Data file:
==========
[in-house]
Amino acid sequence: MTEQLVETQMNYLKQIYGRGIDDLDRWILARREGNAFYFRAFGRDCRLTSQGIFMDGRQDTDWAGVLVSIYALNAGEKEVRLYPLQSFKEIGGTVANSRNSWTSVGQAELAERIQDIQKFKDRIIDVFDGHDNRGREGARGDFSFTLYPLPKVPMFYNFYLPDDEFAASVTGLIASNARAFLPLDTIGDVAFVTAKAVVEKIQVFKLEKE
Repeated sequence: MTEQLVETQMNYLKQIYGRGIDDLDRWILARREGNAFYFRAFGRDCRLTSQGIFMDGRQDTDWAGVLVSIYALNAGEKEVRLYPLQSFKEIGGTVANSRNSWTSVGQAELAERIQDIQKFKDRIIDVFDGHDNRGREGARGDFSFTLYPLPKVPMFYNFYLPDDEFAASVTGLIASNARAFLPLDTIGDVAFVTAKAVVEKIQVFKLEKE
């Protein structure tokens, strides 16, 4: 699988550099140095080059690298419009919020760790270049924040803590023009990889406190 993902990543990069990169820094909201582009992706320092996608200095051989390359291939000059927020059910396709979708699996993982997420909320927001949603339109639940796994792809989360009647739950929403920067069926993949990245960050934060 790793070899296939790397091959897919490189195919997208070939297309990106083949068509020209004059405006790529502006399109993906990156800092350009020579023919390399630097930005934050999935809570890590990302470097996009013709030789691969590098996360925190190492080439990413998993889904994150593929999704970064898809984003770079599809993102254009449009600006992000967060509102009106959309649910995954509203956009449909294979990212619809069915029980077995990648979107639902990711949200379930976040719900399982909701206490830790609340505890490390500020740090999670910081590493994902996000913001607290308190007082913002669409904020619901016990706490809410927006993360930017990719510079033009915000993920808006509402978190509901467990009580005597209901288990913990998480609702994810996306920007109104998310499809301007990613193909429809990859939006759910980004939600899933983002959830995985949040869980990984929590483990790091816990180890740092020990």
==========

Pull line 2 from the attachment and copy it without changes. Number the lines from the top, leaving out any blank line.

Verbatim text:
Amino acid sequence: MTEQLVETQMNYLKQIYGRGIDDLDRWILARREGNAFYFRAFGRDCRLTSQGIFMDGRQDTDWAGVLVSIYALNAGEKEVRLYPLQSFKEIGGTVANSRNSWTSVGQAELAERIQDIQKFKDRIIDVFDGHDNRGREGARGDFSFTLYPLPKVPMFYNFYLPDDEFAASVTGLIASNARAFLPLDTIGDVAFVTAKAVVEKIQVFKLEKE